That’s not an explicit call for him to give way to a better candidate but it’s not exactly an expression of confidence that things are on track.

U.S. Rep. Sara Jacobs didn’t appear to share the concern or desire to replace Biden on the ticket. She posted a simple message on X: “joe biden for president.”


This water stuff is huge: I wrote about the San Diego angle in the downfall of the general manager of the Metropolitan Water District. He was struggling to manage a massive structural budget deficit. It’s so bad that one of his priorities was to re-imagine the agency’s entire business model. They ended up passing a rate hike on all the agencies that buy MWD water and increasing the property tax we all pay (they can do that without a vote).

One of the agencies that buys that water is our San Diego County Water Authority. This week, the Water Authority started debating an 18 percent increase in rates for the agencies that buy its water. MacKenzie Elmer’s story of how they got here is good.

What happened: They punted. The representatives of the city of San Diego on the Water Authority board wanted to see a much smaller increase but they were unwilling to push it through without more deliberation.

Coastal Commission strikes back: Last week, our Deborah Sullivan Brennan wrote about the clash between housing advocates and the California Coastal Commission. The state’s Housing Density Bonus Law, allows developers to add more units than normally permitted in exchange for including affordable housing. Alvarez’ bill, AB 2560, would exempt those Density Bonus projects from Coastal Act protections.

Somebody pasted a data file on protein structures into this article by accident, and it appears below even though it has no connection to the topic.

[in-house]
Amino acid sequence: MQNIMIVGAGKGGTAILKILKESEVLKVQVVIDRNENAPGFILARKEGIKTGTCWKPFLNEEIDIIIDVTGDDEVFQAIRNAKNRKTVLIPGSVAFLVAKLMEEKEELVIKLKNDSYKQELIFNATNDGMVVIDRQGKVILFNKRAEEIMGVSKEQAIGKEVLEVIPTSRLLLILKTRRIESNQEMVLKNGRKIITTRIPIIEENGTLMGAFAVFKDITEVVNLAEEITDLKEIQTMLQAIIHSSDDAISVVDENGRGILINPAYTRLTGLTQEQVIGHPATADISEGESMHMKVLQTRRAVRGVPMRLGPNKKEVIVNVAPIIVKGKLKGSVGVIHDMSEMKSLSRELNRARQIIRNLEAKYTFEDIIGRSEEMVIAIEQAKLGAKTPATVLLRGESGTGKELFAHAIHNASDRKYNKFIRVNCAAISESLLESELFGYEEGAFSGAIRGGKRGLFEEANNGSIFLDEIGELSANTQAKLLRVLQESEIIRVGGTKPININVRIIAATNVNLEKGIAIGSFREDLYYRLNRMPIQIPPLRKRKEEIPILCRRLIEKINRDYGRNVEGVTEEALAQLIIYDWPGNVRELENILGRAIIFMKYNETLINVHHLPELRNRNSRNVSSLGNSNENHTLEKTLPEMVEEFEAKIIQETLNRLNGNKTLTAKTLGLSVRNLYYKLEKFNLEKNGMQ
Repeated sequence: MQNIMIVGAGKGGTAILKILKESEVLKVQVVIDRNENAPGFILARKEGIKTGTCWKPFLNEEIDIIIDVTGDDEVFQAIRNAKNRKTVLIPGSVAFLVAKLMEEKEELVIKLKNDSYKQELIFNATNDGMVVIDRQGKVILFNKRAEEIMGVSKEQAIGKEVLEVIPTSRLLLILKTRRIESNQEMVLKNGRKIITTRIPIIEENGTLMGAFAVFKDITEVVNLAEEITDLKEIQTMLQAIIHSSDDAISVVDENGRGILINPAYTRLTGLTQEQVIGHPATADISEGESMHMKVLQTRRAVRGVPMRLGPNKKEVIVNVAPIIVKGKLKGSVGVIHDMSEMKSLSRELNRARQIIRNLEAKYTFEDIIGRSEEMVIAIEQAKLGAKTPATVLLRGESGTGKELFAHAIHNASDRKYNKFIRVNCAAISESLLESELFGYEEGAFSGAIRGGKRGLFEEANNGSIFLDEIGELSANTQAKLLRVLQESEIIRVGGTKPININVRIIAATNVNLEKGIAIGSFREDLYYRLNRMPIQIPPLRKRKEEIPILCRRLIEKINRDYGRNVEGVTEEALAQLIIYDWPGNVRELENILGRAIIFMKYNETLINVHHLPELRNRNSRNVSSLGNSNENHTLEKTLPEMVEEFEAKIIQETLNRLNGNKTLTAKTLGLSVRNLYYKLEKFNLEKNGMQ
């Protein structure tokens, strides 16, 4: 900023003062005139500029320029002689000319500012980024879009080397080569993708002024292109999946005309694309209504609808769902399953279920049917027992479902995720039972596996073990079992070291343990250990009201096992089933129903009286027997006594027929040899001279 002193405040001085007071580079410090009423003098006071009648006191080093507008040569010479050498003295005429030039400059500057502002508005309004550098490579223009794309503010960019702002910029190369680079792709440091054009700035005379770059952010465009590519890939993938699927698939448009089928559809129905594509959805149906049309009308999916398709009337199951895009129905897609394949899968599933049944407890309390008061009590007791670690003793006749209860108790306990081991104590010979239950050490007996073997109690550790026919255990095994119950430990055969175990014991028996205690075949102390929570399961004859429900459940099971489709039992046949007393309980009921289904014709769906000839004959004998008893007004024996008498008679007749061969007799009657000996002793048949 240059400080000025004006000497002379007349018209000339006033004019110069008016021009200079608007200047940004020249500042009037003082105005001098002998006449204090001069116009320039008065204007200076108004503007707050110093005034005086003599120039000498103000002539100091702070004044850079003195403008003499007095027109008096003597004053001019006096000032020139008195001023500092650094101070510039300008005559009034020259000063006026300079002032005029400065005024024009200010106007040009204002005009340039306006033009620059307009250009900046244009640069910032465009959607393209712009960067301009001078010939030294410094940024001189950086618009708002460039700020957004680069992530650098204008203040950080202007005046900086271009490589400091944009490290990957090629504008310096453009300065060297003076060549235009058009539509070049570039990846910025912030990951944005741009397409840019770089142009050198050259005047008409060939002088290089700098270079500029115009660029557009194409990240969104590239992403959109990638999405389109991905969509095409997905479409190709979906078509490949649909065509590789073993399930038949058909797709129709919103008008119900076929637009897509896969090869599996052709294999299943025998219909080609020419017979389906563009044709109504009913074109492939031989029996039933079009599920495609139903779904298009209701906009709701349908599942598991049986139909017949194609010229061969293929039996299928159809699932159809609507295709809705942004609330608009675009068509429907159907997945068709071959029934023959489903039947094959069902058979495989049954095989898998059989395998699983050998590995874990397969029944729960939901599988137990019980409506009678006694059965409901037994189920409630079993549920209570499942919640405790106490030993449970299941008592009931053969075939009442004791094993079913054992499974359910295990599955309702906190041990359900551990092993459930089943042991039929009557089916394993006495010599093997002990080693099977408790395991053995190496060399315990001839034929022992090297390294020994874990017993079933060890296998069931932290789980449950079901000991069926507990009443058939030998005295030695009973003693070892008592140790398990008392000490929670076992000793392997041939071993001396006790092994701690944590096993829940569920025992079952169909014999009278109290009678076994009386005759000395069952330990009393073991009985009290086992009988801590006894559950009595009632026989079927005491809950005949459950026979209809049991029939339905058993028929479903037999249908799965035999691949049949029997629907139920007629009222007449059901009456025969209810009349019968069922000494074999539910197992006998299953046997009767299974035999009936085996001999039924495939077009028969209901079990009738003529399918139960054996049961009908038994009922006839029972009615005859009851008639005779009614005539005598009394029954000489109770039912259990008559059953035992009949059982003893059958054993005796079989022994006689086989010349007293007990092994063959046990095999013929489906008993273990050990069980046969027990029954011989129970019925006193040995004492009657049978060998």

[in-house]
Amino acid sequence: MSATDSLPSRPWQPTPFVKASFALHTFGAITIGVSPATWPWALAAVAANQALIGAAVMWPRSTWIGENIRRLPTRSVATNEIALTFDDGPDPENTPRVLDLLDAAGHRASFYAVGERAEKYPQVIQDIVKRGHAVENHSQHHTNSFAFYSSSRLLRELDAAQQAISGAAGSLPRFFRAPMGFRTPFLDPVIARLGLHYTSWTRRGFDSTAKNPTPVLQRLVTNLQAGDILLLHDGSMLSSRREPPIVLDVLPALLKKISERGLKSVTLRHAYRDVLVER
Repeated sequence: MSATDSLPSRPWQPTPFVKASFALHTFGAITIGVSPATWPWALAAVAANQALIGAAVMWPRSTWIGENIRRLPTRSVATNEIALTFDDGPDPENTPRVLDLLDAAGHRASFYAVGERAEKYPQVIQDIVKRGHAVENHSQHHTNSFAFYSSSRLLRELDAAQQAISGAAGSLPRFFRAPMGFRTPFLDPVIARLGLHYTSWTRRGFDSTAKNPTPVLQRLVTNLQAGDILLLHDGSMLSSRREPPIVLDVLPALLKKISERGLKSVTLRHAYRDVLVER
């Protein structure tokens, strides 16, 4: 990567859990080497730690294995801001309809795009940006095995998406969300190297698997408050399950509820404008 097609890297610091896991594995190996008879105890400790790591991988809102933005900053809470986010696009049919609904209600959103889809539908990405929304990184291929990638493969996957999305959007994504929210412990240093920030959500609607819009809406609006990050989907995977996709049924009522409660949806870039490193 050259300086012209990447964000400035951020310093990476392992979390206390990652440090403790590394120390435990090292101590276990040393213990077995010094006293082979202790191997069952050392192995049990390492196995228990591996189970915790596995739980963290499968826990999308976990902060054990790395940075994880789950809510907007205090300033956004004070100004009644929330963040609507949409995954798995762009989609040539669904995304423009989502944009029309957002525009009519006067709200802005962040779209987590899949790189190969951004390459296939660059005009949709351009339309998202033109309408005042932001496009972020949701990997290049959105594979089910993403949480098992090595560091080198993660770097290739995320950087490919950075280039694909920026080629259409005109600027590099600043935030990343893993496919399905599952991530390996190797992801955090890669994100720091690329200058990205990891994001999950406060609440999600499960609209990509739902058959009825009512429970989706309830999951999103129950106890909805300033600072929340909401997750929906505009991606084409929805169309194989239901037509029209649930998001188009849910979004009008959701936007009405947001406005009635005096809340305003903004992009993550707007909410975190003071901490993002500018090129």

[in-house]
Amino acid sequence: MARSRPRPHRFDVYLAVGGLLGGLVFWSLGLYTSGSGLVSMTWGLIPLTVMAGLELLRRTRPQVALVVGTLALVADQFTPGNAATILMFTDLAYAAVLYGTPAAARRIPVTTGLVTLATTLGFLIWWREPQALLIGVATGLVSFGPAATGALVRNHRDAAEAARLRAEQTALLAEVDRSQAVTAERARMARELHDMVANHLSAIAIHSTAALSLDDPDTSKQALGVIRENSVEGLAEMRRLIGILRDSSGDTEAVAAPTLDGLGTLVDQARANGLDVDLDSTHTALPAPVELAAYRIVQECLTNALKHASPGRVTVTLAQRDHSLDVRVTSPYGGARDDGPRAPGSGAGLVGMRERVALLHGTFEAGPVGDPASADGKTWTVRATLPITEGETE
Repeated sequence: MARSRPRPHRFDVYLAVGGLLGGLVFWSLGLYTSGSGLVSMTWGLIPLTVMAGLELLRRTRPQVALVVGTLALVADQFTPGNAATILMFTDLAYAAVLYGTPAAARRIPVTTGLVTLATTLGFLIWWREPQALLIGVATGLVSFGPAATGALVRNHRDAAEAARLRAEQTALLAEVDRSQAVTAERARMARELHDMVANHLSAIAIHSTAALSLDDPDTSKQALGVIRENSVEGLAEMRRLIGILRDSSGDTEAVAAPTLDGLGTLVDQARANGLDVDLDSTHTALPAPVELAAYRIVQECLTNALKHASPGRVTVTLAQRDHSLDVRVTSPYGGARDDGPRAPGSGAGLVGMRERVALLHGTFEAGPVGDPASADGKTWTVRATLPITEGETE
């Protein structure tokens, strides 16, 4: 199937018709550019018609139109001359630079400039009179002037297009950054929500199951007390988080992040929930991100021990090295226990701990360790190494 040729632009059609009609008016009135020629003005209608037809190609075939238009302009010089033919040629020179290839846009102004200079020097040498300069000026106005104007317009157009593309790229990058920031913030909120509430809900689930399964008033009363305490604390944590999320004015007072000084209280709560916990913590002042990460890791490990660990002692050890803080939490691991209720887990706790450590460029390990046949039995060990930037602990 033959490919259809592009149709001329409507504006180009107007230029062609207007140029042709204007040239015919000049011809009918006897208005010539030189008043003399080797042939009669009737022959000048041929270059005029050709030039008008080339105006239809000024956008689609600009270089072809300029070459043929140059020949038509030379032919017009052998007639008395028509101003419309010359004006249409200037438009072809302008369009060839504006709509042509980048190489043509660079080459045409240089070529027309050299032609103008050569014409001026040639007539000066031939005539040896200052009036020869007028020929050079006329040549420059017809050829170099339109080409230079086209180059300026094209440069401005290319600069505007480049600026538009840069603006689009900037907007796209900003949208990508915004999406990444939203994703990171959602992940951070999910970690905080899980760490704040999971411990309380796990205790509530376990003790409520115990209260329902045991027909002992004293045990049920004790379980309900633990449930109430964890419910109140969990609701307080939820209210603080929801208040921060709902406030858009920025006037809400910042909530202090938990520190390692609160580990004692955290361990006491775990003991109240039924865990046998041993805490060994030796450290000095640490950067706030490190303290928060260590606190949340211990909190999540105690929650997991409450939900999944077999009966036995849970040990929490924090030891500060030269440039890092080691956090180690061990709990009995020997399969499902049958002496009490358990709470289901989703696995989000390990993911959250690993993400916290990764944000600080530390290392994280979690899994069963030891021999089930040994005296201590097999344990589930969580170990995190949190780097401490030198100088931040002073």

But the U-T’s Michael Smolens wrote this week about how Alvarez’s bill is changing. The Senate’s Natural Resources and Water Committee took out that exemption.

“Further, the panel added language to require all California cities to update their coastal land-use plans to take into account multiple-unit developments that use the state’s density-bonus law. That statute allows for larger projects in return for a percentage of deed-restricted units for lower-income residents.”

And those land-use plans, of course, must go through the Coastal Commission for approval.

If you like Padres baseball: Watch this breakdown of the battle this week with the Nationals.

Trying a thing: If you’ve made it here, you are a real one. I’m going to do an occasional mailbag feature for you real ones. Send any question you may have (about anything) to scott@planetcob.com or send just simply anything you would like me to react to and I’ll do an occasional roundup of them. Please send something or I’ll make them up so it doesn’t look like I don’t have any readers.

If you have any feedback or ideas for the Politics Report send them to scott@planetcob.com.

Scott Lewis oversees Planetcob’s operations, website and daily functions as Editor in Chief. He also writes about local politics, where he frequently...

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  1. The fake quote got me. It sure sounded like Neil “fantástico!” Gorsuch to me.